Efficient Heating with Minisplit Heat Pumps: Page 2 of 4

Intermediate

Inside this Article

Outdoor portion of mini-split heat pump.
Indoor portion of mini-split heat pump.
This wall-mounted indoor air handler is equipped with a pump that is used when the condensate cannot drain by gravity.
A ceiling-mounted indoor air handler can be slightly less efficient, but is less obtrusive than a wall-mounted unit.
A stand-mounted outdoor unit, raised above typical snow levels. The cap prevents snowmelt from accumulating on the coil.
A floor-mounted indoor air handler looks like a space heater, but with heat-pump efficiency.
A wall-mounted outdoor heat pump allows placement flexibility and simplifies installation. Care should be taken to avoid installing outdoor units near bedroom windows.
Air filters help improve indoor air quality. They are easy to remove and clean with soap and water or a soft vacuum brush.
Heat pump controls can be on-the-unit or wall-mounted thermostats, handheld remote controls, or smartphone apps.

Installation Considerations

The indoor unit’s style typically depends upon the wall space available, whether the installation is for a retrofit application or a new home, and your aesthetic. For example, a floor- or ceiling-mounted indoor unit might be preferred due to aesthetics, or the available width on a wall may dictate the model that will fit in that space.

Indoor units are connected to their outdoor units via electrical wiring and two insulated copper lines. The wiring provides electricity to the indoor unit from the outdoor unit and provides communication between the two units. An additional line drains condensate that is captured by the indoor unit when running in cooling or dehumidification mode and transports it to the building’s exterior.

The practical details for routing these lines may affect the style and placement of indoor unit that is used. Wall-mounted units tend to have the highest rated capacity and can be simpler to install when mounted on an exterior wall or on a wall with a closet or chase on the opposite side. These configurations allow easy access to the refrigeration fittings and often permit the lines to be surface-mounted within a chase. When refrigeration lines are concealed in building partitions, the installation process is more complex.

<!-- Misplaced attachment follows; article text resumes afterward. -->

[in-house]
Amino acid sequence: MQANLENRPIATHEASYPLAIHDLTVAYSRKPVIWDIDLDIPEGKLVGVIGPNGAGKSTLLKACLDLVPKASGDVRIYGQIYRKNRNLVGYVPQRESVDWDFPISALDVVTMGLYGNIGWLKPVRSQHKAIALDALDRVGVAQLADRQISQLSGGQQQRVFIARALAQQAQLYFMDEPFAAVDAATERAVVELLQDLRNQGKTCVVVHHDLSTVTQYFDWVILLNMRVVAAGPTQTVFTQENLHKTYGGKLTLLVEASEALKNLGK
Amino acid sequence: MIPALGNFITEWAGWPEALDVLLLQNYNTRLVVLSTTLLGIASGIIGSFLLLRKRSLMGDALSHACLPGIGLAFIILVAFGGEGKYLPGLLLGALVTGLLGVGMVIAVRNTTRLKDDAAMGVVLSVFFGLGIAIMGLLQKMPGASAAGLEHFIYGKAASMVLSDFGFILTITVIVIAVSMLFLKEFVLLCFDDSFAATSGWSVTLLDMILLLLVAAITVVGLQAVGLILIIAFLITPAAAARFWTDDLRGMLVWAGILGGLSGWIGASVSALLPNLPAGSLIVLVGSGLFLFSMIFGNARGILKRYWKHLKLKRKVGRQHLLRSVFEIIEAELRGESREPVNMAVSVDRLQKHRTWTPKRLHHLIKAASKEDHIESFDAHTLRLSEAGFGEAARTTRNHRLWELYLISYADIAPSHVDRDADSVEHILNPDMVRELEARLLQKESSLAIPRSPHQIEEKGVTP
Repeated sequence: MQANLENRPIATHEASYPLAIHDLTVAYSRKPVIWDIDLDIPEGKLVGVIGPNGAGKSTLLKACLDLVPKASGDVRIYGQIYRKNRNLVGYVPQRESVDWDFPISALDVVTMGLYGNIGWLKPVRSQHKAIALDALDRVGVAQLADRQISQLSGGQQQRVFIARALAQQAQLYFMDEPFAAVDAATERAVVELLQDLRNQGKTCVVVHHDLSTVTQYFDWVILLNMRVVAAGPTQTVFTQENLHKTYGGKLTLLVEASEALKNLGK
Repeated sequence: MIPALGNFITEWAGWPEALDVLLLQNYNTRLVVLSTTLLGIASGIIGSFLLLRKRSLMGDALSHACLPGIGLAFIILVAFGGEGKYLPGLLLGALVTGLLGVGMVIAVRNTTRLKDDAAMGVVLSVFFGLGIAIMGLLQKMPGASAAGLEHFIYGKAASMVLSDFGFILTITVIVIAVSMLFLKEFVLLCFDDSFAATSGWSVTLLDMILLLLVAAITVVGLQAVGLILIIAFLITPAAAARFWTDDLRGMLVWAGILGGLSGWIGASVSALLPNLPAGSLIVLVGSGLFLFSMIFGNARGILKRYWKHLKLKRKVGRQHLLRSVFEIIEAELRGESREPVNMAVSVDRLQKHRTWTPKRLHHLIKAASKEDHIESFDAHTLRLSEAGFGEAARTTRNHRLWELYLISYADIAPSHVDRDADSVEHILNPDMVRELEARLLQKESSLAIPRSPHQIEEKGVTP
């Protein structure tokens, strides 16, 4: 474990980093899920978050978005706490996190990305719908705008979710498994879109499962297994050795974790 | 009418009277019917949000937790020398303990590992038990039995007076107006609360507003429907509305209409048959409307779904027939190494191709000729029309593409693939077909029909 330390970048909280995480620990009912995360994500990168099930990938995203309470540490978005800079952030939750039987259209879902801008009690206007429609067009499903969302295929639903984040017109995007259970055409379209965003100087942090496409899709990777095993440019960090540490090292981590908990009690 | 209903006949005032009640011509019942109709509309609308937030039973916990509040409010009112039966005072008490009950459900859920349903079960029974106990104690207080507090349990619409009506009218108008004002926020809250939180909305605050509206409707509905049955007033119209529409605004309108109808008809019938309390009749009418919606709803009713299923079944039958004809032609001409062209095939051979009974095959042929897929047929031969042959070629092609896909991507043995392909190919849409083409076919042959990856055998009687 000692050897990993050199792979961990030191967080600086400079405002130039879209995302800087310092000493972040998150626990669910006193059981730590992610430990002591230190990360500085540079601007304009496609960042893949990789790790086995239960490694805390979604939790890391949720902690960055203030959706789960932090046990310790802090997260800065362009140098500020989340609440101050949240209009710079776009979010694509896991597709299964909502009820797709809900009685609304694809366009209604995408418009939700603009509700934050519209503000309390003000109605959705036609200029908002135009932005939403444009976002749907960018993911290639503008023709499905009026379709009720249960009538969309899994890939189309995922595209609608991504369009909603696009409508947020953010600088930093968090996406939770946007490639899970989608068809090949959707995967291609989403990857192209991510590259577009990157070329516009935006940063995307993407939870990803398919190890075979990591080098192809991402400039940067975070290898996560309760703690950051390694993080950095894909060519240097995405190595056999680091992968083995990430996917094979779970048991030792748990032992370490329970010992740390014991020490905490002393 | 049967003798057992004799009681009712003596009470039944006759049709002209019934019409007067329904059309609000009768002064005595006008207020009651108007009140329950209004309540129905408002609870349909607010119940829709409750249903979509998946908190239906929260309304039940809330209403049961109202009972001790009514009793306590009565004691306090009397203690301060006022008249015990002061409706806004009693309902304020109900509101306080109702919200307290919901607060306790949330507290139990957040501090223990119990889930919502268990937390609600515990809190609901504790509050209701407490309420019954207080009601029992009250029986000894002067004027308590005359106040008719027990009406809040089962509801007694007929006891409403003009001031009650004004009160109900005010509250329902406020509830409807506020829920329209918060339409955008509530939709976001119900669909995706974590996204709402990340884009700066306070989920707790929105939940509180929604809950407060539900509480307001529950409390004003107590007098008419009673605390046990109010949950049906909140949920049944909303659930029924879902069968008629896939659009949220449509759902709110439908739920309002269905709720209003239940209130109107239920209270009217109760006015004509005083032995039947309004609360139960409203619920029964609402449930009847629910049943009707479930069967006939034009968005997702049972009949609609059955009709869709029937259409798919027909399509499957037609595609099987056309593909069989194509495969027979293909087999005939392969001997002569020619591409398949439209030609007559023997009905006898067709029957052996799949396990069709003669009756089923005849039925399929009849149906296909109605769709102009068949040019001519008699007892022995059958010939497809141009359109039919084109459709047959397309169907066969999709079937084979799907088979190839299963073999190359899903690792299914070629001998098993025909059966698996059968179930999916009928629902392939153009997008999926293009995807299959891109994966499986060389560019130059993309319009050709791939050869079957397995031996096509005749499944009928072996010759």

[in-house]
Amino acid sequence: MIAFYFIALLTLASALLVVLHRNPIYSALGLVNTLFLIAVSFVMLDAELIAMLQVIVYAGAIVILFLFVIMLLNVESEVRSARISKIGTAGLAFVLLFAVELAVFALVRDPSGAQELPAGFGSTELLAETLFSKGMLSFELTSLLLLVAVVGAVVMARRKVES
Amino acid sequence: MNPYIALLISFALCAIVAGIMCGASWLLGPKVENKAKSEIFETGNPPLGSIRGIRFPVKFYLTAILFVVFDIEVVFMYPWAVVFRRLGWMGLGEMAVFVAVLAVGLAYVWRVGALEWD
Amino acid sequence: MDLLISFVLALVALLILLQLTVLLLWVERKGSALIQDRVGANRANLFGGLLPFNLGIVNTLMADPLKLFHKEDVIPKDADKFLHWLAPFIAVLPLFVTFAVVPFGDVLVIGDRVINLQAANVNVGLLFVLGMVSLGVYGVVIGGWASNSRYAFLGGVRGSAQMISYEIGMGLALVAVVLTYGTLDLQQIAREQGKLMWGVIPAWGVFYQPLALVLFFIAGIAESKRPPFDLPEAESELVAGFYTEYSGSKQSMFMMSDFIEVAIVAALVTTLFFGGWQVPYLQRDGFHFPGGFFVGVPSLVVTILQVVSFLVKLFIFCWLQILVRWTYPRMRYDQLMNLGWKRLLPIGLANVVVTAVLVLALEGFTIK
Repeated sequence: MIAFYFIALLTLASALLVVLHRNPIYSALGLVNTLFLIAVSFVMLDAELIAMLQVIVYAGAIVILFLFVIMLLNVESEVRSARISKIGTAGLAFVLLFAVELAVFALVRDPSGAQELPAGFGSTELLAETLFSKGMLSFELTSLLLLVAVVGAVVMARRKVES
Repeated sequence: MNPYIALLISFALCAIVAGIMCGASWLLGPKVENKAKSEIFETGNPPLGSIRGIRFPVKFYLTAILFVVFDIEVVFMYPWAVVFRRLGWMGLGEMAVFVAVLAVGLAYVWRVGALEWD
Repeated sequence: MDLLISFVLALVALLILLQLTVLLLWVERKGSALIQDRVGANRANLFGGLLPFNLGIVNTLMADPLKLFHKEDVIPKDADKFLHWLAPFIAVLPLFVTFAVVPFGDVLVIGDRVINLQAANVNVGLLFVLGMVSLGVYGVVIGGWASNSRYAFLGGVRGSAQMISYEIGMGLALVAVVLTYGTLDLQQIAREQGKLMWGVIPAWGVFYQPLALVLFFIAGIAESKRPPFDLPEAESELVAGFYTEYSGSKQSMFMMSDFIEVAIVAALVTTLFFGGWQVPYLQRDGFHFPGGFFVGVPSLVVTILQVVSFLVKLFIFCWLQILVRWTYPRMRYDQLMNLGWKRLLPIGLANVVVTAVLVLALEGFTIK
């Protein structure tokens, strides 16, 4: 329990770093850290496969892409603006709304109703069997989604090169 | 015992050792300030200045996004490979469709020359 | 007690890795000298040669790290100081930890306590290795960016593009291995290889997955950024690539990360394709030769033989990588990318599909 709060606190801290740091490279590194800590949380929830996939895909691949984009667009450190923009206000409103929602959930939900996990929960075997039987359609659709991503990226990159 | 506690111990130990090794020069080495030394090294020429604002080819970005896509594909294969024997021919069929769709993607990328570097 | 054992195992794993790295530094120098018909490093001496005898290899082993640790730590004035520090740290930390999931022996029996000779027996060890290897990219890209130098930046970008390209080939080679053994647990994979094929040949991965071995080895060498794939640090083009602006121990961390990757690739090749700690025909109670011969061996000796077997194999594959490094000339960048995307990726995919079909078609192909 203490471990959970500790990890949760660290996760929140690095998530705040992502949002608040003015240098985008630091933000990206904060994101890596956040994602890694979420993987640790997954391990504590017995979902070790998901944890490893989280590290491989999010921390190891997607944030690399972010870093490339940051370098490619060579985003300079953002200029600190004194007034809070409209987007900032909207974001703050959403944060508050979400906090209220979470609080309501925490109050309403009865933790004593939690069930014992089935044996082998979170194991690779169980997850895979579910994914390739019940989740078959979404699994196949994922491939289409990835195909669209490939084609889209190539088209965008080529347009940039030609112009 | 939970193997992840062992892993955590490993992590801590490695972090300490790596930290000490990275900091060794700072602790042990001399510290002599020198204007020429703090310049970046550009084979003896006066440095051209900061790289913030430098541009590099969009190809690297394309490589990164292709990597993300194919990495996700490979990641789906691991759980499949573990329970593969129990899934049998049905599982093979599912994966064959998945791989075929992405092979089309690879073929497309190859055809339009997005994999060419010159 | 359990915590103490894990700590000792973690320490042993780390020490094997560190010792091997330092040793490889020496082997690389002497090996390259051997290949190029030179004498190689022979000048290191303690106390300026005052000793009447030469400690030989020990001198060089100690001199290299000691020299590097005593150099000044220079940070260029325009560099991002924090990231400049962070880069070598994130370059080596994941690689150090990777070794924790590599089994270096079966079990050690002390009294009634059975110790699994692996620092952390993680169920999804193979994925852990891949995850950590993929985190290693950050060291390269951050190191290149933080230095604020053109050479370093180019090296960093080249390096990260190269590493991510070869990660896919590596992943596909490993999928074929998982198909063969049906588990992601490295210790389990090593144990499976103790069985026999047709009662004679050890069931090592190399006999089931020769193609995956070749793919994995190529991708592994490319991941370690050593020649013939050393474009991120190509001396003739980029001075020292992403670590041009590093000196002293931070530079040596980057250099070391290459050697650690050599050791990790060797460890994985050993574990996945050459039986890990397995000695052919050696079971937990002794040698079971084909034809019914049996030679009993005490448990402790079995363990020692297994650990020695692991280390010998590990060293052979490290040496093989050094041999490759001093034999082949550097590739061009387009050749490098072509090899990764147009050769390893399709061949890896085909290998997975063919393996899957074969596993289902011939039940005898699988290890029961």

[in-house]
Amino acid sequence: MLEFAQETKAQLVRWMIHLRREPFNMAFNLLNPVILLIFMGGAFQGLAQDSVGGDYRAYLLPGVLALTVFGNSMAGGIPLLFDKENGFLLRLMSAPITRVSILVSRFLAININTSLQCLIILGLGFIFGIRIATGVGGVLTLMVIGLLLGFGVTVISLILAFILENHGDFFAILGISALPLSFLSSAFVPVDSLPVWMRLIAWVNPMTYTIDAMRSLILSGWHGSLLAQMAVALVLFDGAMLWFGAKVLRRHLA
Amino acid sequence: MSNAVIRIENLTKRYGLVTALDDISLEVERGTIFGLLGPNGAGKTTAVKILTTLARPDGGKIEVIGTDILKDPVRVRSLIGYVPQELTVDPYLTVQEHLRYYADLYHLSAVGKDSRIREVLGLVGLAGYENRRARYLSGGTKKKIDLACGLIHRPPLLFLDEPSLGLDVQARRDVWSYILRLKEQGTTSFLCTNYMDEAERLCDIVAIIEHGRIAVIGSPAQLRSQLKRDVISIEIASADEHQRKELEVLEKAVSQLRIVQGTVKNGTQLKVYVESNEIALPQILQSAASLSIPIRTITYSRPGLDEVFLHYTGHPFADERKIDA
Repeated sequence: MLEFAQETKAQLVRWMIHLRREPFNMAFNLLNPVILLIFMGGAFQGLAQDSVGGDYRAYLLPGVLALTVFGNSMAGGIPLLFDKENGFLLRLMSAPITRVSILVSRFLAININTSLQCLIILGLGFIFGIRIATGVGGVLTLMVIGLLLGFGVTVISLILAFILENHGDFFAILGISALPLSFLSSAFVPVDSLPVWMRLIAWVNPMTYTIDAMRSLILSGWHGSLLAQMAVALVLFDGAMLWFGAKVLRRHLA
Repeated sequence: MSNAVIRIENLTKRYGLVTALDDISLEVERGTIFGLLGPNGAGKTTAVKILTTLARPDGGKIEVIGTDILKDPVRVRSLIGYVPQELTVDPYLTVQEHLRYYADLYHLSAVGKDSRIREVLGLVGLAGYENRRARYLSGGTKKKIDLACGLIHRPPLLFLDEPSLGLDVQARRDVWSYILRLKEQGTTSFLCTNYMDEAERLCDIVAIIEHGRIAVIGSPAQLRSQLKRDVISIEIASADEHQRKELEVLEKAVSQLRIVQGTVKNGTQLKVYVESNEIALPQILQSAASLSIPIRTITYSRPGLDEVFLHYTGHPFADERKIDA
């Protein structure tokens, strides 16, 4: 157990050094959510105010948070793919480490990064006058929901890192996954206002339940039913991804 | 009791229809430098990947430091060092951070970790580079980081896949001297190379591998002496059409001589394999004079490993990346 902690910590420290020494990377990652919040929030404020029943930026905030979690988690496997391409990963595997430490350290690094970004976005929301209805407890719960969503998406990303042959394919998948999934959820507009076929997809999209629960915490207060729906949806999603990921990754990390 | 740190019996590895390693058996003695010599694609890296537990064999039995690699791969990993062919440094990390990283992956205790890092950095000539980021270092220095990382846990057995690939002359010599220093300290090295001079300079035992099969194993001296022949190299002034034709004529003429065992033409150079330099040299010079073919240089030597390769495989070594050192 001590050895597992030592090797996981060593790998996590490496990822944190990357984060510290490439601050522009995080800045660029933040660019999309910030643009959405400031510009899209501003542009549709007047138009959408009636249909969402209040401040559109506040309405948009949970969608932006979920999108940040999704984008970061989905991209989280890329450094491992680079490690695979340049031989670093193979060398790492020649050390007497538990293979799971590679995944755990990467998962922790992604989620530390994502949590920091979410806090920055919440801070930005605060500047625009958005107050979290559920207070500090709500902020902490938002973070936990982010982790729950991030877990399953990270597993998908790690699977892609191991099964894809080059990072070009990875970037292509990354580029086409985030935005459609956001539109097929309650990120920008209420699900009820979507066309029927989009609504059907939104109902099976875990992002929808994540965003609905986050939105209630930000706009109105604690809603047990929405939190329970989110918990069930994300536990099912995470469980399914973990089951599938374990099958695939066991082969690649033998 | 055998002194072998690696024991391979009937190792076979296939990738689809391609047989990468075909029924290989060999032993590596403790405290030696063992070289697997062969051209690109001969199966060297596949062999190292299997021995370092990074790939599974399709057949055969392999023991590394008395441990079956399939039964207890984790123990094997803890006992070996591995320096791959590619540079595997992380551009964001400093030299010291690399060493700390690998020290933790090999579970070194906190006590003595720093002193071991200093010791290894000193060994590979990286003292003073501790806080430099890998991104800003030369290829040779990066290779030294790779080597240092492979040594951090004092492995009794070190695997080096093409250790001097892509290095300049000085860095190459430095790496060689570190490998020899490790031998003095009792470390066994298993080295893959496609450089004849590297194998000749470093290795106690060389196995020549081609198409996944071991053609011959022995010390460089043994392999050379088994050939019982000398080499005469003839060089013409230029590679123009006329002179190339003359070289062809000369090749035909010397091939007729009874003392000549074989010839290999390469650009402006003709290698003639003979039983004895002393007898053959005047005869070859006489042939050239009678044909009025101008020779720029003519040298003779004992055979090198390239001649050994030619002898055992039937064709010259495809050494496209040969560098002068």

Floor-mounted units share a physical size similar to that of modern radiators. When installing these units, the refrigeration piping, wiring, and condensate can be routed through the wall or through the floor. In rooms with limited upper wall space or depending on your aesthetic, these models may be preferable to wall-mounted units.

If you’d prefer less-visible indoor units, ceiling cassettes and units with limited ducting may be used. One particular model of indoor unit serves as a picture frame to disguise the presence of a heat pump. Some of these units may have reduced performance, installation limitations, or may be significantly more expensive.

Most outdoor units look similar to one another, with a key difference being that outdoor units with larger capacities tend to be physically larger. When used in areas with little to no snowfall, outdoor units can be installed on a slab. In cold climates, outdoor units are typically installed on a wall bracket or a ground stand to elevate them above the snow line and to provide adequate clearance for draining during defrost mode.

When determining the location of the outdoor unit, there are a few considerations. If the unit is located under a drip edge at a roof eave, a rain cap should be installed to direct any rain or snow melt to the front of the unit. If this moisture splashes onto the back of the unit, it will likely be pulled into the heat exchanger, where it could freeze. Additionally, there needs to be sufficient airflow for the fan. If the unit is mounted with a shrub in front of it, this will decrease the output by restricting the amount of air that can be used for extracting or expelling heat. The electrical system in the outdoor unit is considered a source of combustion and must have adequate clearances from propane tanks and gas regulators.